Referring now to
Referring now to
When reset signal 308 is asserted, bringing floating diffusion 540 to VRESET, charge is eliminated in diffusion well 544. Further, when charge is reset in diffusion well 544, any charge 536 in photodiode well 538 above the depth of transmission well 548 flows through transmission well 548, through floating diffusion 540, and is eliminated. During a light integration period, reset signal 308 is unasserted, causing the voltage of floating diffusion 540 to float based on the amount of charge 536 in diffusion well 544. As light 104 strikes diffusion 532, charge 536 is created. Since charge 536 in photodiode well 538 up to the level of transmission well 548 was not eliminated by charge reset, additional charge 536 produced by incident light 104 flows from photodiode well 538 through transmission well 548 and into diffusion well 544. At charge level 550, beneath the level of transmission well 548, only diffusion well 544 is filling with charge 536. Hence, the voltage of floating diffusion 540 is inversely proportional to floating gate capacitance CFD. When enough charge 536 has been generated to fill diffusion well 544 above the level of transmission well 548 such as, for example level 552, diffusion well 544, transmission well 548, and photodiode well 538 all fill with charge 536. Hence, the voltage of floating diffusion 540 is now inversely proportional to the sum of floating diffusion capacitance CFD, transmission gate capacitance CTG, and photodiode capacitance CPD.
Referring now to
Referring now to
Referring now to
Preferably, enclosure 100 is the same type used to construct three-terminal light emitting diodes (LEDs). A preferred format is commonly referred to as the T-1¾ or 5 mm package. Encapsulating electronics in such packages is well known in the art of optical electronics manufacturing.
A lens, shown generally by 578, is preferably used to focus light onto exposed light transducer 106. Lens 578 may be placed in front of light sensor 48,52 or, preferably, may be incorporated into window 102 as shown in FIG. 28. Lens 578 defines the field of view of light sensor 48,52 and provides improved sensitivity through optical gain.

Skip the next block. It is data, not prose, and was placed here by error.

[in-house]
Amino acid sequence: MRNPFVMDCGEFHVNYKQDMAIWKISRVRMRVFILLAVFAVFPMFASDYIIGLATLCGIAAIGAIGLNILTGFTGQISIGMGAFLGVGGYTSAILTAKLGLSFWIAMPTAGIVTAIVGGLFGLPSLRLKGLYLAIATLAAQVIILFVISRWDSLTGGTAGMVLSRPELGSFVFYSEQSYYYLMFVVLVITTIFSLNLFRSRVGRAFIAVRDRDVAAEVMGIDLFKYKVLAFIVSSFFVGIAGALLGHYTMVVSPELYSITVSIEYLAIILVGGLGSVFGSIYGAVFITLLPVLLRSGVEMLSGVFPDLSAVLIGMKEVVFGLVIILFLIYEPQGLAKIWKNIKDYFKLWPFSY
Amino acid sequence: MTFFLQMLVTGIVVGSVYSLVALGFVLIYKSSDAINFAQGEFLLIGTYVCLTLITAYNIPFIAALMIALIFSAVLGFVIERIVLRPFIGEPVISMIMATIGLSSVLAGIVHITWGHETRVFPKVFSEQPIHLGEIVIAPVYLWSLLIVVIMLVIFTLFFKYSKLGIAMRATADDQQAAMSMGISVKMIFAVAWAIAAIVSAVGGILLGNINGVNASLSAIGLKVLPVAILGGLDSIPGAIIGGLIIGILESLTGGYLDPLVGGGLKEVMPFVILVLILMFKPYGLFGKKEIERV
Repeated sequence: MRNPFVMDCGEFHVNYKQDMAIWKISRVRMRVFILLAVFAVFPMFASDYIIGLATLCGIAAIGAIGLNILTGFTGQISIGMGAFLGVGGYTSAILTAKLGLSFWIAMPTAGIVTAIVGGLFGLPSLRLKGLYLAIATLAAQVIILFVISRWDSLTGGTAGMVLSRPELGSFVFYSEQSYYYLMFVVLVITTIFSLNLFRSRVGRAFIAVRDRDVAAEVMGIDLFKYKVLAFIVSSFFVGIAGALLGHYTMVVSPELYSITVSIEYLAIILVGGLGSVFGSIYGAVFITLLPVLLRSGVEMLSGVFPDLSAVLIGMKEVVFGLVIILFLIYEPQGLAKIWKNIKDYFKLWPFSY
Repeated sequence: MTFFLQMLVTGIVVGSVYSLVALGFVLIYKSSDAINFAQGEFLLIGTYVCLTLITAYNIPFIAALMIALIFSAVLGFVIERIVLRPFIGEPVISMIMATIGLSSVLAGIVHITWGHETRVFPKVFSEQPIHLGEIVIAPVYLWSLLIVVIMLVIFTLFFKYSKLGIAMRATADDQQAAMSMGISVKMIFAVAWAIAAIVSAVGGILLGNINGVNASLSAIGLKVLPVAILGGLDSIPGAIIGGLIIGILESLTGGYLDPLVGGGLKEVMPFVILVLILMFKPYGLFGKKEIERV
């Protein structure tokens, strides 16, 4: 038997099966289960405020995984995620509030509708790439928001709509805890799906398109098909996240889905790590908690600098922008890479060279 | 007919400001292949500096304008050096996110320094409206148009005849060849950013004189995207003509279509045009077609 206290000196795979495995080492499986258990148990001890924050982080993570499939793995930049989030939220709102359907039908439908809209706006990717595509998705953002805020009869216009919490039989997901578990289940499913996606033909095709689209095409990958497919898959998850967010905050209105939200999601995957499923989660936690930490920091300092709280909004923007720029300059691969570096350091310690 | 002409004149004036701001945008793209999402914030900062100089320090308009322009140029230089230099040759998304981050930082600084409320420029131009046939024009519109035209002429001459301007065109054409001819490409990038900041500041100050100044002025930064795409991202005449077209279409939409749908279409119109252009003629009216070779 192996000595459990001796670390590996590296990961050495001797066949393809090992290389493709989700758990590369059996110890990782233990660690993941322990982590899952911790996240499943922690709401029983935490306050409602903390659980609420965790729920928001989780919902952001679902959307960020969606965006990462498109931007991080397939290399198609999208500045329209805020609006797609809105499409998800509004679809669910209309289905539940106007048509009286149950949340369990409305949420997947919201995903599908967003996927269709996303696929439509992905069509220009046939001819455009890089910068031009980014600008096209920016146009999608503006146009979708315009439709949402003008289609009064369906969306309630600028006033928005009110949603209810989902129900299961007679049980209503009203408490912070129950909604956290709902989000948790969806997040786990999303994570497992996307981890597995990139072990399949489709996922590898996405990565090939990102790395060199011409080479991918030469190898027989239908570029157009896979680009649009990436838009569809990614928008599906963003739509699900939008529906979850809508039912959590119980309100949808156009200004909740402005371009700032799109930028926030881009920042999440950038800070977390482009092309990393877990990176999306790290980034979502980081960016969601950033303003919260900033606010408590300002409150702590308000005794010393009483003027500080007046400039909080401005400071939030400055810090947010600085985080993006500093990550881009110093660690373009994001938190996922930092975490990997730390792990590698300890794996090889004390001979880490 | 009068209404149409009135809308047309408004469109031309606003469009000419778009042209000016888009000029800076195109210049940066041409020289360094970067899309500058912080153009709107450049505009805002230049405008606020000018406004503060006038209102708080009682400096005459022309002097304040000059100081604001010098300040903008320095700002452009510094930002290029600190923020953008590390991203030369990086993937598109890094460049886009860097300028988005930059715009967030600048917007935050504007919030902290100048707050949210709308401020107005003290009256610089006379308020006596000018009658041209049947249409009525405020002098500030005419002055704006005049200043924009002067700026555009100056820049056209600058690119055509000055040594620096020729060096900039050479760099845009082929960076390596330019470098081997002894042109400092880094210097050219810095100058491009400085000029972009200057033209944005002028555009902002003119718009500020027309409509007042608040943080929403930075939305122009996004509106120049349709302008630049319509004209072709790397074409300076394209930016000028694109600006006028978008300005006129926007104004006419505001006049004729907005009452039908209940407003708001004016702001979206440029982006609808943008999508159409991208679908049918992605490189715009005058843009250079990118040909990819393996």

Referring now to
where r is the lens aperture radius, R is the radius of curvature of lens 578, n2 is the index of refraction of material within enclosure 100, n1 is the index of refraction outside of enclosure 100, d is the distance from the center of lens 578 to exposed light transducer 106, and θ is measured in degrees. Typically, T-1¾ enclosure 100 is filled with epoxy and sensor 48,52 operates in air making the ratio of n2 to n1 approximately 1.5. Curve 590 plots half angle field of view θ as a function of distance d for a T-1¾ enclosure having a spherical lens 578 with radius R of 5.0 mm. As light transducer 106 moves farther from lens 578, the field of view decreases.
Referring now to
Curve 600 shows optical gain G as a function of distance d for a T-1¾ enclosure having a spherical lens 578 with radius R of 5.0 mm and a focal length f of 15.0 mm. As light transducer 106 moves farther from lens 578, the optical gain increases.
The distance d between lens 578 and light transducer 106 can be adjusted for optimal performance of ambient light sensor 48 and glare sensor 52. Ambient light sensor 48 should have a wide field of view but need not be as sensitive as glare sensor 52. Glare sensor 52 should have a narrower field of view but must be more sensitive and, therefore, benefits from a higher optical gain. For the lens described with regards to
Referring now to
Referring now to
Referring now to